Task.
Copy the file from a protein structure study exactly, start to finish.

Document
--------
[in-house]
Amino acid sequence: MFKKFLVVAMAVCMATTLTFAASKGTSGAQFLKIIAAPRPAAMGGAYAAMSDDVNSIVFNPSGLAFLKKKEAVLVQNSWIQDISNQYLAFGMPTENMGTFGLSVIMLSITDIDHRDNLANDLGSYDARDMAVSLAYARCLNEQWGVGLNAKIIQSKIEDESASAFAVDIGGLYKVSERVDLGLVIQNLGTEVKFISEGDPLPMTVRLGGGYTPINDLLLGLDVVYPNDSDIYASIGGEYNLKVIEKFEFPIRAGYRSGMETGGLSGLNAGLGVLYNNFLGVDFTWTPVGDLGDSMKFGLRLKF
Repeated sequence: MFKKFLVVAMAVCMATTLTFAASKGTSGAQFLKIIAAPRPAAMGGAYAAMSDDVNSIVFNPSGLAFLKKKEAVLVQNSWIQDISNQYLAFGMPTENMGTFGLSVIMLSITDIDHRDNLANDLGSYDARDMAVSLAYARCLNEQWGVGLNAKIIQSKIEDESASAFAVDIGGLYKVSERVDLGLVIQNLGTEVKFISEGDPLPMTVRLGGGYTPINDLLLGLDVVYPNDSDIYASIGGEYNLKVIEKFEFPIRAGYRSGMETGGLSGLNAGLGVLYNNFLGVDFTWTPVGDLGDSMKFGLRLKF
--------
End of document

[in-house]
Amino acid sequence: MFKKFLVVAMAVCMATTLTFAASKGTSGAQFLKIIAAPRPAAMGGAYAAMSDDVNSIVFNPSGLAFLKKKEAVLVQNSWIQDISNQYLAFGMPTENMGTFGLSVIMLSITDIDHRDNLANDLGSYDARDMAVSLAYARCLNEQWGVGLNAKIIQSKIEDESASAFAVDIGGLYKVSERVDLGLVIQNLGTEVKFISEGDPLPMTVRLGGGYTPINDLLLGLDVVYPNDSDIYASIGGEYNLKVIEKFEFPIRAGYRSGMETGGLSGLNAGLGVLYNNFLGVDFTWTPVGDLGDSMKFGLRLKF
Repeated sequence: MFKKFLVVAMAVCMATTLTFAASKGTSGAQFLKIIAAPRPAAMGGAYAAMSDDVNSIVFNPSGLAFLKKKEAVLVQNSWIQDISNQYLAFGMPTENMGTFGLSVIMLSITDIDHRDNLANDLGSYDARDMAVSLAYARCLNEQWGVGLNAKIIQSKIEDESASAFAVDIGGLYKVSERVDLGLVIQNLGTEVKFISEGDPLPMTVRLGGGYTPINDLLLGLDVVYPNDSDIYASIGGEYNLKVIEKFEFPIRAGYRSGMETGGLSGLNAGLGVLYNNFLGVDFTWTPVGDLGDSMKFGLRLKF